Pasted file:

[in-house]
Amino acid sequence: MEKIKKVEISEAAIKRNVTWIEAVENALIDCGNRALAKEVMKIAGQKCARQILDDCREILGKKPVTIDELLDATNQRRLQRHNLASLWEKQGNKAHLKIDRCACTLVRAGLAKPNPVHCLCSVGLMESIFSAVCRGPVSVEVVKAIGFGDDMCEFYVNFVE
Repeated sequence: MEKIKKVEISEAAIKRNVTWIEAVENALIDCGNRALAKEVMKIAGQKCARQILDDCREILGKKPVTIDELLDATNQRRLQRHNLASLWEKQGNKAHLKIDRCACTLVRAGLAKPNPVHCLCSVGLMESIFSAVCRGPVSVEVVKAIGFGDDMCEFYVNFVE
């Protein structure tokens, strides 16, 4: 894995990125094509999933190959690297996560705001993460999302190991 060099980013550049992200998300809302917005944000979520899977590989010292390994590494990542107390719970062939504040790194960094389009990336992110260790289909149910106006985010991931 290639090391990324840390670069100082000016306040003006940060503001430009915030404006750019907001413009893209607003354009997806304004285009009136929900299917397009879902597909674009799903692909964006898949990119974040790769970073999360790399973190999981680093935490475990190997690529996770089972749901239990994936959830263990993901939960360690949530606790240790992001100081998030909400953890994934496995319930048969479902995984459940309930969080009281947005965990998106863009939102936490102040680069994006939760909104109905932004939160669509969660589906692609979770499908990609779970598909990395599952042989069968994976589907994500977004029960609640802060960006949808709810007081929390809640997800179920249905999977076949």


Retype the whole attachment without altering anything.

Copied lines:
[in-house]
Amino acid sequence: MEKIKKVEISEAAIKRNVTWIEAVENALIDCGNRALAKEVMKIAGQKCARQILDDCREILGKKPVTIDELLDATNQRRLQRHNLASLWEKQGNKAHLKIDRCACTLVRAGLAKPNPVHCLCSVGLMESIFSAVCRGPVSVEVVKAIGFGDDMCEFYVNFVE
Repeated sequence: MEKIKKVEISEAAIKRNVTWIEAVENALIDCGNRALAKEVMKIAGQKCARQILDDCREILGKKPVTIDELLDATNQRRLQRHNLASLWEKQGNKAHLKIDRCACTLVRAGLAKPNPVHCLCSVGLMESIFSAVCRGPVSVEVVKAIGFGDDMCEFYVNFVE
């Protein structure tokens, strides 16, 4: 894995990125094509999933190959690297996560705001993460999302190991 060099980013550049992200998300809302917005944000979520899977590989010292390994590494990542107390719970062939504040790194960094389009990336992110260790289909149910106006985010991931 290639090391990324840390670069100082000016306040003006940060503001430009915030404006750019907001413009893209607003354009997806304004285009009136929900299917397009879902597909674009799903692909964006898949990119974040790769970073999360790399973190999981680093935490475990190997690529996770089972749901239990994936959830263990993901939960360690949530606790240790992001100081998030909400953890994934496995319930048969479902995984459940309930969080009281947005965990998106863009939102936490102040680069994006939760909104109905932004939160669509969660589906692609979770499908990609779970598909990395599952042989069968994976589907994500977004029960609640802060960006949808709810007081929390809640997800179920249905999977076949």